lecture05F - Lecture #5 August 26, 2010 Before Class...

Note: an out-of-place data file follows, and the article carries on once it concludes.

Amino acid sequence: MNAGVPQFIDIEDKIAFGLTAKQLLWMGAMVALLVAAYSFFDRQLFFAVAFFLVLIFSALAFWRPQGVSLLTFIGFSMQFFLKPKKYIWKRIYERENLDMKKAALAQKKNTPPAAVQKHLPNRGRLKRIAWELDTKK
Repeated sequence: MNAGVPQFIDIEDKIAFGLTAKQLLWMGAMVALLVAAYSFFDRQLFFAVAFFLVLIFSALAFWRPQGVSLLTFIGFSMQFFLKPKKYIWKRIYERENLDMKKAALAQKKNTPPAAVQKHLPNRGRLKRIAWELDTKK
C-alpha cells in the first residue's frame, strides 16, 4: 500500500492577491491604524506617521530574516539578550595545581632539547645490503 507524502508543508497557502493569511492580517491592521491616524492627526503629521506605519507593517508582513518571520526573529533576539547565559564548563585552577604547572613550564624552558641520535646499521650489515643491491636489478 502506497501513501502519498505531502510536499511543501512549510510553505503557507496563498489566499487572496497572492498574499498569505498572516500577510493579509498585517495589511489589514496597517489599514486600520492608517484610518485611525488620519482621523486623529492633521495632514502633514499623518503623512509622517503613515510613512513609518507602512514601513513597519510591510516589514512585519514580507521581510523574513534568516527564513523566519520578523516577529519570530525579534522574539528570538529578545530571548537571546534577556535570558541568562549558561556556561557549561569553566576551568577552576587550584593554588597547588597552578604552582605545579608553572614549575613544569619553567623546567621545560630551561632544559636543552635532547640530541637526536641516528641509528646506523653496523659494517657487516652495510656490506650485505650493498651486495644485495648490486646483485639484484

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Unformatted text preview: Lecture #5 August 26, 2010 Before Class Begins... Hand in Homework #4 Quiz 1 RPILMS Remember to submit a soft copy on WebCT Homework #5 on website – due next class Log into the course RPILMS site One partner faces the room center the other One partner faces the room center, the other faces faces the wall Assessments You must be listed with this section We will give you the password when everybody is We will give you the password when everybody is ready ready and quiet Setup for Quiz 1 40 minutes; Password: ____________ Open book, open notes, Calculators OK Will start lecture & Lab 1-2 when done 1August 26, 2010 Lecture #5 2 NO sharing and NO copies of past quizzes Alternate seating, front & back desktops No other applications open on your computer Please turn off IM and all other applications that might automatically open during the quiz No talking until everybody has finished August 26, 2010 Lecture #5 3 Outline Introduce Lab 1, part 2 Counting Timers on C8051 Interrupts Laboratory Worksheet #4 C8051F020 Block Diagram (pg 18) (pg Copy and paste Compile and run Work on Lab 1, part 2 Check off of Lab 1, part 1 – if not already done August 26, 2010 Lecture #5 4 August 26, 2010 Lecture #5 5 1 Lecture #5 August 26, 2010 Major topic 1 – Timer 0 There are counters available Major topic 2 – Interrupts Software or Hardware can interrupt your code. Think of it as a phone call while you are watching a DVD They can count clock cycles or pulses on an external pin pin. If a counter counts clock cycles, it then is a timer. Today we will use Timer0 Timer0. Stop your “watch DVD code” our watch DVD The DVD player remembers where you are Pick up the phone Take care of the interruption – Interrupt Service Routine Go back to “watch DVD code” Pick up where you were before the interruption Phone (external trigger) Hunger pains (internal trigger) Time to go to class (timer interrupt – type we will use today.) There are many possible interrupts: August 26, 2010 Lecture #5 6 August 26, 2010 Lecture #5 7 Lab 1, part 2 Description Hardware: Lab 1, part 2: On RPILMS Basic idea – player tries to match randomly light LEDs LEDs by pressing buttons pressing buttons You will need to add one additional LED (LED1) to the Lab 1, part 1 hardware Keep the remaining circuitry from Lab 1, part 1. Wait for slide switch, then loop 10 times o Light random LED combination o Wait for 1 second o Check for correct reaction indicate correct or wrong with Bicolor LED Keep track of correct and wrong results o Pause if slide switch is off if Print the results Start another loop only after the slide switch has been switched off and back on. Lecture #5 9 August 26, 2010 Lecture #5 8 August 26, 2010 2 Lecture #5 August 26, 2010 Lab 1, part 2 Representation Switches (pushbuttons, slide switch) Lab 1, part 2 In the software, you need to generate a random number. Input Ports 2 and 3 C code Refer to sample code at end of lab description Sample code is available on LMS #include <stdlib.h> for rand() function <stdlib.h> Ports 2 and 3 and Output LED0, LED1, bicolor LED, Buzzer August 26, 2010 Lecture #5 10 Your code will also need to keep track of Your code will also need to keep track of time time in order to implement a delay. How can we count the passage of time? Lecture #5 11 August 26, 2010 Counting A basic feature of the microcontroller is the ability to count something ability to count something Counting on Microprocessors Start at a count of 0 Counter register has a limited size register has limited size Next count after maximum causes an overflow overflow Can count some type of electronic signal that is an input to the microcontroller o Signal comes from outside the microcontroller, so this is called an external event external Internal clock cycles of the microprocessor represent time. We will count clock cycles for this lab assignment Counter resets to 0 System can be set so that this overflow will trigger something to occur Can count the passage of time o Counter may continue to be incremented after overflow Similar to a clock o Minutes count from 0 to 59, then overflows to 0 and overflows continues to count. Also triggers something else – increment hours. Lecture #5 13 August 26, 2010 Lecture #5 12 August 26, 2010 3 Lecture #5 August 26, 2010 Timers – see manual pages 36-41 36In the C8051 microcontroller, Timers are used Timers as type of counter as a type of counter Five Five Timers are available (see C8051 manual page 225) (see T0 Mode 0 Bock Diagram Page 37 of manual Timer 0, Timer 1, … Timer 4 Timer 0 is of interest now Don’t require the CPU – independent of C8051 Timers are extra hardware on chip (8 bits) bits) August 26, 2010 Lecture #5 14 August 26, 2010 Lecture #5 15 Using Timers We can configure the Timer to count external event signals as well as to count clock cycles for the passage of time. When counting clock cycles, remember that the system clock is fast. Our system clock runs at 22.1184 megahertz. Timers Given the clock frequency Calculate the count rate (i.e., counts per second) Calculate the time per counter overflow th ti 1 1 seconds 4.5211 10 8 freq 22.1184 10 6 Hz count for Mode 1, 16 bits, total number of counts before overflow is : rate 216 65536 counts 0.045211s 65536counts 0.00296s 2.96ms for each overflow count overflow overflow 22.1184 106 Hz 1.8432 10 6 Hz 12 for Mode 0, 13 bit, use 213 8192 counts for SYSCLK 12, use Example: clock frequency, 22.1184 MHz The timer will overflow many times Timer keeps resetting making it difficult to track longer periods of time time It may be easier to keep track of the number of overflows that have passed Interrupts – later topic in this lecture. Lecture #5 16 How can overflows be counted? August 26, 2010 August 26, 2010 Lecture #5 17 4 Lecture #5 August 26, 2010 Timer 0 – see pages 36-40 of LITEC manual 36Can be a 16 bit, 13 bit, or 8 bit counter count: Can count: CKCON (see pg 37 of LITEC manual or pg 226 of C8051 manual) Configuring Timer 0 Bit 3 – select counting rate: clock or clock 12 is used for printf, don change the settings! Timer 1 is used for printf, don’t change the settings! The system clock (SYSCLK) (SYSCLK) The system clock/12 External events Warning, don’t change T1M, used for printf Count can be gated, (counting can be turned on and off): an external event By an external event By software, (using TR0) TR0) Let’s look at the SFRs needed to configure Timer 0 for keeping track of the passage of time August 26, 2010 Lecture #5 18 August 26, 2010 Lecture #5 19 Configuring Timer 0 TMOD (see pg 38 of LITEC manual or pg 232 of C8051 manual) Configuring Timer 0 TCON (see p 39 of LITEC manual or p 231 of C8051 manual ) Bits and Bits 0 and 1 – set number of bits (8, 13, or 16) for set number of bits (8 13 or 16) for counter counter Bit 2 – select increment on count clock or external pin Bit 3 – control counting using TR0 with or without external input pin T0 ( /INT0 ) TR0 is a bit of TCON Bit Bit 4 – enable or disable counting or disable counting 0 will disable Timer 0 1 will enable Timer 0 Same warning – don’t change BitBit-addressable Special Function Registers Warning: Don’t change these bits, used for printf. August 26, 2010 Lecture #5 20 Specific bits of bit-addressable SFRs can be bitaccessed with their individual names Example: TR0 = 1; // Sets bit 4 of TCON TR0 Lecture #5 21 August 26, 2010 5 Lecture #5 August 26, 2010 Timers - summary Know how to read and write the present count in a timer – there are 5 counters on our chip Interrupts – second major topic for today It was mentioned previously that an event can be triggered when an overflow occurs. TL0 & TH0 for Timer 0 TL1 & TH1 for Timer 1 Example: unsigned int count; // count needs to be 16-bit variable 16count = TH0 * 256 + TL0; (or count = TH0<<8 + TL0;) (or We call this event an interrupt. interrupt It is called an interrupt because the main code is stopped, and another piece of code, the Interrupt Service Routine (ISR), is executed. Know which SFRs are used to configure the timers. Original code is resumed upon completion of the ISR function For this example, a variable can be incremented every time the ISR is executed to keep track of how many overflows have occurred. Lecture #5 23 You write the code for the ISR th th ISR CKCON TCON TMOD Lecture #5 22 22 August 26, 2010 August 26, 2010 Interrupts Interrupts cause the code to do the following procedure: Configuring Interrupts We can control which interrupts we allow, there are 22 available in the C8051F020 Stop Store all variables Record location in code Transfer control to the Interrupt Service Routine function, ISR. When the ISR has handled the interrupt (function has finished) control is transferred back to the original finished), control is transferred back to the original code. code. It picks up where it left off. Think of it like a phone ringing while you are watching a DVD. Pause player, answer phone, talk, hang up, return to DVD Refer pg 43 of LITEC (or inside cover,) 117 of C8051 manual We will start with the use of the Timer 0 Overflow An interrupt is triggered when both its interrupt enable & interrupt interrupt interrupt flag are set Interrupts need to be enabled & disabled because interrupts may not be needed in all applications in which Timer 0 is used The interrupt flag is used as the trigger to run the ISR interrupt flag is used as the trigger to run the ISR Timer 0 Overflow Flag is a specific bit in a SFR It is set automatically when Timer 0 overflows It is cleared automatically when the interrupt service routine is called. August 26, 2010 Lecture #5 24 August 26, 2010 Lecture #5 25 6 Lecture #5 August 26, 2010 Interrupt Service Routine - ISR When an interrupt occurs, a function needs to exist in the program – this is the ISR This function is specified as void ISR_name (void) interrupt X { ISR_name … // code for interrupt } Interrupt Number (C8051 (C8051 Man. pg. 117, LITEC manual pg. 43) Use the Priority Number that corresponds to the desired type of interrupt as the Interrupt number in the Interrupt function Interrupt Source Source Reset External Interrupt 0 (/INT0) Timer 0 Overflow External Interrupt 1 (/INT1) Timer 1 Overflow UART0 Timer 2 Overflow (or RXF2) Serial Peripheral Interface SMBus Interface ADC0 Window Comparator Programmable Counter Array Interrupt Vector 0x0000 0x0003 0x000B 0x0013 0x001B 0x0023 0x002B 0x0033 0x003B 0x0043 0x004B Priority Interrupt type # Order Top 0 1 2 3 4 5 6 7 8 9 Interrupt Source Source Comparator 0 Falling Edge Comparator 0 Rising Edge Comparator 1 Falling Edge Comparator 1 Rising Edge Timer 3 Overflow ADC0 End of Conversion Timer 4 Overflow ADC1 End of Conversion External Interrupt 6 External Interrupt 7 UART1 External Crystal OSC Ready Interrupt Vector 0x0053 0x005B 0x0063 0x006B 0x0073 0x007B 0x0083 0x008B 0x0093 0x009B 0x00A3 0x00AB Priority Order 10 11 12 13 14 15 16 17 18 19 20 21 27 Where ISR_name is a name you give the function and X is a ISR_name number in the range of 0-21 that corresponds to the appropriate 0interrupt number. For Timer 0 Overflow, X = 1 Ti Each type of interrupt used needs a different ISR Interrupt numbers are assigned the same value as the Interrupt Priority Number in C8051 manual pages 117-118, and the LITEC 117manual page 43, and on the inside front cover. Lecture #5 26 August 26, 2010 August 26, 2010 Lecture #5 IE – Interrupt Enable Configuring Interrupts – pg 42 and 39 of LITEC Manual Interrupt enable bit for Timer 0 is ET0 (bit 1) in the IE register (see C8051 manual page 119) (see Overflow of Timer 0 will set the TF0 flag (bit 5) in the TCON register (see C8051 manual page 231) TCON register (see C8051 manual page 231) August 26, 2010 Lecture #5 28 August 26, 2010 Lecture #5 29 7 Lecture #5 August 26, 2010 Timer & Interrupt Summary Timers can be used to count passage of time (focus on Timer 0) Worksheet #4 Now that we have some basic understanding of using timers and interrupts to keep track of time using timers and interrupts to keep track of time, lets try an application of these concepts. Laboratory Worksheet #4 for Lab 1, part 2 CKCON: set clock rate TMOD: set how timer will count TCON: enable counter TH0: Timer 0 value – high order 8 bits TL0: Timer 0 value – low order 8 bits Interrupts can be used to trigger the execution of certain portions of code IE: enable interrupt TCON: interrupt flag (handled automatically) ISR: function that runs when interrupt occurs Lecture #5 30 30 Use hardware already built in Lab 1, part 1 Copy code from website (Sample Codes) Compile download and run program and answer Compile, download and run program and answer questions questions on worksheet Enter your procedure and results in Lab Notebook Have a TA check your answers Lecture #5 31 August 26, 2010 August 26, 2010 Sample Code - Worksheet #4 for Lab 1, part 2 This code will demonstrate the use of a T0 interrupt to count the number of T0 overflows interrupt to count the number of T0 overflows that that occur while a slide switch connected to P3.0 is in the OFF position Today’s Lab Work If not done – check off for Lab 1, part 1 Finish Laboratory Worksheet #4 #4 Wire circuit for Lab 1, part 2 Start writing code for Lab 1, part 2 Rate: clock cycles/12 (CKCON) (CKCON) Number of bits: 16 bit counting (TMOD) (TMOD) Uses software to start and stop, TR0 (TMOD, TCON) software to start and stop TR0 TCON Enable interrupts for Timer 0 (IE) (IE) Next Class Class Homework #5 is due at beginning of class CheckCheck-off Lab 1, part 2 Can use this code as a reference when writing reference your code for Lab 1, part 2 August 26, 2010 Lecture #5 32 August 26, 2010 Lecture #5 33 8 Lecture #5 August 26, 2010 Counter Overflows Counters have a size based on the number of memory bits assigned to the counter memory bits assigned to the counter TMOD – Timer Mode Register Be able to configure either T0 or T1 Maximum count for a 16 bit counter is 0xFFFF (decimal value is 65,535) Maximum count for a 13 bit counter is 0x1FFF (decimal value is 8,191) Max count for an 8 bit counter is 0xFF (decimal 255) An overflow results in a count of zero The overflow can trigger another event. We will use a timer overflow to trigger an interrupt interrupt Lecture #5 34 August 26, 2010 Lecture #5 35 August 26, 2010 9 ...